The English language is incredibly complex. Throughout the ages it has been enriched and challenged by thousands of writers, thinkers and speakers, and as a result it boasts one of the largest vocabularies in the world. But its advanced morphology and syntax create significant obstacles when it comes to artificially replicating the linguistic abilities of the human mind.
We are all familiar with the problems online translation tools run into when tasked with anything more complicated than a basic sentence. According to by David Bellos, this is because Google Translate, like most translating tools, is merely a search engine, scanning already-translated material for correlating information. While this ability to find tenuous counterparts to words in a different language may help us gauge the general meaning of a sentence, hardly anyone would rely on this entirely – least of all those of us who work with books.
As if to prove why not, translator Esther Allen performed ausing Google Translate while translating an Argentine classic from Spanish to English. Over the six years she worked on Antonio Di Benedetto’s Zama, Allen periodically typed the first line of the book into Google Translate and recorded how the translation changed with the growing availability of online reference points. She noted that the translations felt ‘less and less lucky’ with each attempt, without ever coming close to getting it right, and certainly without capturing the book’s singular tone.
In 2013, scientists at Stanford made forays into advanced forms of artificial intelligence and produced an algorithm that interacts with language in ways that had previously seemed impossible. Machine learning thus entered the stage of ‘Recursive Deep Learning’, which aims to progressively give computers the ability to understand things in a human-like way, without the need for numerous rules constructed by human experts.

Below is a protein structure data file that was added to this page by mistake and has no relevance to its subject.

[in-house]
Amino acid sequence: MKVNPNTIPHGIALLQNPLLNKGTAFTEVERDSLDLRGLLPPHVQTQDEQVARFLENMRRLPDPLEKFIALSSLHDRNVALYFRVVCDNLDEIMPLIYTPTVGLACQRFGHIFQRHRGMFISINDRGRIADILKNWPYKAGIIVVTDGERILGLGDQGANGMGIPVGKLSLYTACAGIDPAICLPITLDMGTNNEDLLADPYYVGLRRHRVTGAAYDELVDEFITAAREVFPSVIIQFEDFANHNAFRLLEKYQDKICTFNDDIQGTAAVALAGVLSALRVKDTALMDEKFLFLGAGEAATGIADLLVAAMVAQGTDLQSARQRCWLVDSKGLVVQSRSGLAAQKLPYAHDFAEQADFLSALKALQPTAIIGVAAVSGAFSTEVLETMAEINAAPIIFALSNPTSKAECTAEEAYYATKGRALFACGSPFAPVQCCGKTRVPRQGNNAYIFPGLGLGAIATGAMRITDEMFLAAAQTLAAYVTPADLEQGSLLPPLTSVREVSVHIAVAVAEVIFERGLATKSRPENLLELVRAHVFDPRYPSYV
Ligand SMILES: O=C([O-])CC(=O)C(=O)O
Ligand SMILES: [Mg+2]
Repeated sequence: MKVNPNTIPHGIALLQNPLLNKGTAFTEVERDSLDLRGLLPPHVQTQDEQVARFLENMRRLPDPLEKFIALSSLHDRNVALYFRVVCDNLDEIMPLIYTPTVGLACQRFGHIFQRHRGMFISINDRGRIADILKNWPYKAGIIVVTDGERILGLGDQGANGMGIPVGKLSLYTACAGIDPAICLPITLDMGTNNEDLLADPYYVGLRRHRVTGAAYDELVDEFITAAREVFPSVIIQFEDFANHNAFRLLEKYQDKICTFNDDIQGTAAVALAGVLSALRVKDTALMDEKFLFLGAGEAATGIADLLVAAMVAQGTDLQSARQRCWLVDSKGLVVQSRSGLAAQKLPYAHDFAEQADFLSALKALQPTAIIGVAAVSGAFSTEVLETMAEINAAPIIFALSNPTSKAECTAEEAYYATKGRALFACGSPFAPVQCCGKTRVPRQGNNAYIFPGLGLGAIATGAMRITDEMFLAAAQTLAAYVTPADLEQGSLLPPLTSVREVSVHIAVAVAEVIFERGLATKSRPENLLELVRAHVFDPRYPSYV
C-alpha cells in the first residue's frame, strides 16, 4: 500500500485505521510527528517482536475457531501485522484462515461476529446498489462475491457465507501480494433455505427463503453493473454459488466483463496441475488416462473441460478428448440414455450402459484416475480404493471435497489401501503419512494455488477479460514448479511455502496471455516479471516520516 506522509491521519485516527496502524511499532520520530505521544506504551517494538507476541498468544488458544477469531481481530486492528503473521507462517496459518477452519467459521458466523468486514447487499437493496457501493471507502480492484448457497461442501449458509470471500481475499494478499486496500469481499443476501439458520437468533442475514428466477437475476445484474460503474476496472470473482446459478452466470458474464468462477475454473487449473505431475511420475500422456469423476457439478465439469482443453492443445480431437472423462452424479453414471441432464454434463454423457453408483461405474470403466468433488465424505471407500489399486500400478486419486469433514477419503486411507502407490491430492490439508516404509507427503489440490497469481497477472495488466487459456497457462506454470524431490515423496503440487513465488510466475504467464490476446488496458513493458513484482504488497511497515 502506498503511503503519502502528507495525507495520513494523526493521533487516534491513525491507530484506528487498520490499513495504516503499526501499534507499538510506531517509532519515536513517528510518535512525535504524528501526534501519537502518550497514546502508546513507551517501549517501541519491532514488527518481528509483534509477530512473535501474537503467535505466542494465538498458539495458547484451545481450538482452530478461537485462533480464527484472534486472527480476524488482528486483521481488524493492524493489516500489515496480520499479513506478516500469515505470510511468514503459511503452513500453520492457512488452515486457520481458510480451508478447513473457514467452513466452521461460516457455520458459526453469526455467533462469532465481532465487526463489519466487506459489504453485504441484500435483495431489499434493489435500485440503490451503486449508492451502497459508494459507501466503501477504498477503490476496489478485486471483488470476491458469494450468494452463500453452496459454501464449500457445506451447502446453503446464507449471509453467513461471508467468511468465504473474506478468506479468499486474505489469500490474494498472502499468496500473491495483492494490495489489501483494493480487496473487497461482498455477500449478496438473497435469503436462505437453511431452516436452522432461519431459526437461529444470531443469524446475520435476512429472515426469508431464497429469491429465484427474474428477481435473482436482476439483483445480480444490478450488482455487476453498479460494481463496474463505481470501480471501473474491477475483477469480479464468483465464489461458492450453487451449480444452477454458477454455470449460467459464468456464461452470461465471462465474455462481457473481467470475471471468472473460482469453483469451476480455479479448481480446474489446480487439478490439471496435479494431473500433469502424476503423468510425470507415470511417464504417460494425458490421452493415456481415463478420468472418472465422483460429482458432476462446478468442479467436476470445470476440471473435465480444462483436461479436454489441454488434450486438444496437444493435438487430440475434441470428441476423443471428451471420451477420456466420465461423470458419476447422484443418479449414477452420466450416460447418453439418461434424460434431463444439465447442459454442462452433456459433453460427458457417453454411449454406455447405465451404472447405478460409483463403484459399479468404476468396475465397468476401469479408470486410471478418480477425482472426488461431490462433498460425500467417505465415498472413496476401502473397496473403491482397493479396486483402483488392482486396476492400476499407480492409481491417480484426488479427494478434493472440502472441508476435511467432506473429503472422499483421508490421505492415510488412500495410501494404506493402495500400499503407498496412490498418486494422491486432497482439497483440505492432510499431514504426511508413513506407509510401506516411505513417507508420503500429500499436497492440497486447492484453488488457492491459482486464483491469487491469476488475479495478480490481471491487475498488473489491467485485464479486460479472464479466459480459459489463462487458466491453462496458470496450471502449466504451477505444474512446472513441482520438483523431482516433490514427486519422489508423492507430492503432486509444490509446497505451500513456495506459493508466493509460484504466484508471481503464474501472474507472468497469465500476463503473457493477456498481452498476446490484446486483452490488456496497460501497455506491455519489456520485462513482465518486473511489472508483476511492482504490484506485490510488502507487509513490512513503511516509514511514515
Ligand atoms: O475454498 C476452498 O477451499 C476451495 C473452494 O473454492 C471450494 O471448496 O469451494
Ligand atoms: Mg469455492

The scientists developed a program called short for Neural Analysis of Sentiment, which analyses public expressions of opinions in order to create references that help computers identify sentiments. Using this algorithm, a computer was able to analyse film reviews and identify how much the critic enjoyed or disliked a film. According to Deep Learning scientist Yoshua Bengio, NaSent was essentially ‘trained to move beyond words to phrases and sentences, and to capture the sentiments of these word combinations’.
On an everyday level, grammar checkers like Grammarly are also proliferating. These often rely on patterns, performing better or worse depending on whether a particular solution resides in the finite possibilities the program has on file. While some developers have recently begun focusing their research on devising algorithms for context, linguist echoes the stance of many when he asserts that ‘accepting the advice of a computer grammar checker on your prose will make it much worse, sometimes hilariously incoherent’.
It makes you wonder whether initiatives like Stanford’s NaSent will give way to more ambitious projects that will enable computers to understand the meaning of sentences and words in all their different contexts. But even if this technology were to be developed and combined with translation and grammar-checking tools, would it render them more useful in a professional context? Or is our insistence on teaching machines to become human ultimately a doomed attempt at making ourselves obsolete?